They had good flavor — no complaints about that. And they made the apartment smell good. They tasted great on the side of a couple of trout fillets that I pan fried in butter, too. I just think they didn’t taste any better than a $2 tin of beans from the grocery store, is all. Ingredient list after the break.

Keep reading…

Recent Batch of New Food Words

Thu, Oct 2 • 0

doughing in n. Recently, Whyte brewed a batch of American pale ale in her kitchen using hops she grew in her backyard. First, she heated five gallons of water on her stove to about 150 to 160 degrees. She poured it into a bucket full of malted barley—a process called “doughing in.”

mistelle n. Pedneault also produces an iced apple mistelle—with alcohol added to bring it to 20 per cent and served frosty, it’s Quebec’s version of ice wine—and is often paired on local menus with foie gras.

louching n. Specially designed for the purpose, it’s shallow-to-flat bowl is decoratively slotted, and a cube of sugar is laid on top. Very slowly, ice cold water is dripped over the sugar cube and slowly drops into the absinthe. That nectar first turns the liquor an eerie shade of milky green and, gradually, a cloud-like opalescent. This technique is called la louche, or louching.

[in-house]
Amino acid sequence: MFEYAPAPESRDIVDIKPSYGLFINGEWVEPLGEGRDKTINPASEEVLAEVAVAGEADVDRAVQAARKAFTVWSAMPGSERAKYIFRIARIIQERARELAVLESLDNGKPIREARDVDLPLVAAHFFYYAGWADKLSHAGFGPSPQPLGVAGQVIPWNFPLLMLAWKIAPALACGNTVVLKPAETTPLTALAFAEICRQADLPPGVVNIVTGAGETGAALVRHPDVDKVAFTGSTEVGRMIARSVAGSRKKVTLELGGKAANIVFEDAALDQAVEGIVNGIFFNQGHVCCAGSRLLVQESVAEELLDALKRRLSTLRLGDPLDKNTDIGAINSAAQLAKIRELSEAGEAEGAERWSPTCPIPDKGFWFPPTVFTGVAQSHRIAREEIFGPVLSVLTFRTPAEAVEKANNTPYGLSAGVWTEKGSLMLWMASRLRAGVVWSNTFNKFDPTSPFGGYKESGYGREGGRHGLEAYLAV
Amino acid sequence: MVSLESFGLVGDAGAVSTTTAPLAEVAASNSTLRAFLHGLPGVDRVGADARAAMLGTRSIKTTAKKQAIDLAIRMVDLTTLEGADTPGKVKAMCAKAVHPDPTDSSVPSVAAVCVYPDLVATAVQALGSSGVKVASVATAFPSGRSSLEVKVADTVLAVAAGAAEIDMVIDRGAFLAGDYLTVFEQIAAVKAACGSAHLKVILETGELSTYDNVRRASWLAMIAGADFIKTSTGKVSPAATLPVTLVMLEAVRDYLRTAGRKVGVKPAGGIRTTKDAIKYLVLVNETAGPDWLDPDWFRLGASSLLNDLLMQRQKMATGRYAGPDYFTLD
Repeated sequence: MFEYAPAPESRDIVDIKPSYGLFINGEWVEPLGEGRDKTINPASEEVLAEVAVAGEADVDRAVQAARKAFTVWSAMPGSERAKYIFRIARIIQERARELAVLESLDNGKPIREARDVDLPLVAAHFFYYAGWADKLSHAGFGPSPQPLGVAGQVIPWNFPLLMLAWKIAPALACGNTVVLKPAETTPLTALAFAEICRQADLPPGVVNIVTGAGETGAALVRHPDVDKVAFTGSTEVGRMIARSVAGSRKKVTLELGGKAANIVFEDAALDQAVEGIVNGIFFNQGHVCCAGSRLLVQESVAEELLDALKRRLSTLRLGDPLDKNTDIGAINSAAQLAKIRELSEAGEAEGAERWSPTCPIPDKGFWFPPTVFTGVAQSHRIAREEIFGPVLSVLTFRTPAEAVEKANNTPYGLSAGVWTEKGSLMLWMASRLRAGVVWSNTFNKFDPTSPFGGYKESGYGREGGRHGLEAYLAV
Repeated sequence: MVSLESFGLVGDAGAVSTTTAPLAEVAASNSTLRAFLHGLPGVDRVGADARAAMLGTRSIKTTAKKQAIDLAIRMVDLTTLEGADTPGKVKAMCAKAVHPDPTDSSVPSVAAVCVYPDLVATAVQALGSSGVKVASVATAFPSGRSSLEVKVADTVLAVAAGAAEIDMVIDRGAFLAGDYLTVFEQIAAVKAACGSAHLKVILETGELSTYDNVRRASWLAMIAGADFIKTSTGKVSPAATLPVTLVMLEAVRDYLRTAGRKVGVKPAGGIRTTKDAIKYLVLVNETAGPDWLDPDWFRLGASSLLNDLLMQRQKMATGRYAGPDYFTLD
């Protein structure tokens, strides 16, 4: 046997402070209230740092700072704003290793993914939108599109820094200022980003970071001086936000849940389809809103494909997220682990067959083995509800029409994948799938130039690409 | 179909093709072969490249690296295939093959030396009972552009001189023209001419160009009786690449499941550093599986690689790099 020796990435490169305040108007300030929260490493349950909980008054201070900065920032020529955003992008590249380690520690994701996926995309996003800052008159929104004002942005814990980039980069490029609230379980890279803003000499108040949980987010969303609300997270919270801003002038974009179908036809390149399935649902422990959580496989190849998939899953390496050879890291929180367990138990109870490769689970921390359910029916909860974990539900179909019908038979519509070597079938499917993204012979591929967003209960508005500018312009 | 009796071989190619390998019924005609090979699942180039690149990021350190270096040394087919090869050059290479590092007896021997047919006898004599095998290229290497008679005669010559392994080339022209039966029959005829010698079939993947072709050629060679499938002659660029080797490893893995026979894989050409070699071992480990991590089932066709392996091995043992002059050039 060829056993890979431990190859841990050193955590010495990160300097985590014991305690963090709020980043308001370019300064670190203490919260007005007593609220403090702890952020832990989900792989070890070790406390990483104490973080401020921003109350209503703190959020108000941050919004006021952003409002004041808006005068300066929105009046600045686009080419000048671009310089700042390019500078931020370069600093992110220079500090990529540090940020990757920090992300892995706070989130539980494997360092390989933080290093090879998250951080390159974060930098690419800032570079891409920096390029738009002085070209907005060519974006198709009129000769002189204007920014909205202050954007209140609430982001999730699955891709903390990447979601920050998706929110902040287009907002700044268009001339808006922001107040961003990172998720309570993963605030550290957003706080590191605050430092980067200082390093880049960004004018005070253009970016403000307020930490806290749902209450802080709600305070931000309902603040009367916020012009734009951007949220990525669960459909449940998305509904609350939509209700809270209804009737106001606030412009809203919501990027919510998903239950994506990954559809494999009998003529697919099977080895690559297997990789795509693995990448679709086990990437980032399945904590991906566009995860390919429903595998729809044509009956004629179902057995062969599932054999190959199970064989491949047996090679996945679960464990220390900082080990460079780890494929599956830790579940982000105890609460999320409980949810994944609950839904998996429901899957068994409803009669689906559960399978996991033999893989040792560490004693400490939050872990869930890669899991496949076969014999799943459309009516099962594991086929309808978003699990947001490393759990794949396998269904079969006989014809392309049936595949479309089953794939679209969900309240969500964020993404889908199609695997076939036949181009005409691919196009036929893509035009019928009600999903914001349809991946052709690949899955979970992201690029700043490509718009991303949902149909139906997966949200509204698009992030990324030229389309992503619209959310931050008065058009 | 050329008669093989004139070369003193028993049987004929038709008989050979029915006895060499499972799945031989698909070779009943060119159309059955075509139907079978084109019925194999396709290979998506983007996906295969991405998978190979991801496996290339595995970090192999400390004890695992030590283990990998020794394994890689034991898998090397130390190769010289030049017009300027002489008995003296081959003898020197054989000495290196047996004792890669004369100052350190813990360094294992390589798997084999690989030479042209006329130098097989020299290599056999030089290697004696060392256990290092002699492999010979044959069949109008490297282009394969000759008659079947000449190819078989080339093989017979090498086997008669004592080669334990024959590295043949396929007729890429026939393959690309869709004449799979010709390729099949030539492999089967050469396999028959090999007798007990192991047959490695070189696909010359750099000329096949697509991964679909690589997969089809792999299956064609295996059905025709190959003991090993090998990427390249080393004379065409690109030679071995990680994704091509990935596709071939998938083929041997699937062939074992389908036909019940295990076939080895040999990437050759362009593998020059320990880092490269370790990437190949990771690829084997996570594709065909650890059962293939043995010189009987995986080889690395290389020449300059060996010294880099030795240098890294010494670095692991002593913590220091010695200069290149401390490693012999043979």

fat washing n. Although in this case it’s bacon-flavored bourbon, and the process, known as a fat washing, is different from a typical infusion. Essentially, beverage director Paul Westerkamp renders bacon, combines the grease with Woodford Reserve bourbon, freezes it, pokes a hole in the upper frozen layer, and then drains and filters the liquid.

night lunch n. As our lovely little girl, Anna, came early, we had to spend a few extra weeks in the hospital with her. My wife and I learned a few things.…There’s a mystical fourth meal around 9pm called “night lunch.

From the Double-Tongued Dictionary

Sausage & Peppers

Wed, Oct 1 • 0

This is the way my mom used to make it. And this is pretty much the best food at any street fair, ever.

1-2 lbs fresh italian sausage (hot or mild) about 6 links
1 small onion
1 bell pepper
2 cloves garlic, minced
2 tablespoons olive oil
½ cup  white wine
salt & pepper, to taste
red pepper flakes (optional)

slice the onion in half, lengthwise, and then chop it into thin half circles. Chop the pepper to similar size and length pieces. Heat a skillet with oil, and soften the onions and the peppers. Pierce the sausages with a fork, and put them in the pan with the wine, garlic and salt and pepper(s), and clamp on a lid, and turn the heat down. Allow the pan to simmer for 15 or 20 minutes, checking to make sure it hasn’t dried out (add a little water or more wine if it has). Once the wine has mostly evaporated, remove the lid, and let everything fry a little, turning frequently, since the sugar left from the wine will carmelize and burn very quickly. When everything is as brown as you like it, remove from the heat, and let it cool a bit. Serve as is, or on a crusty roll.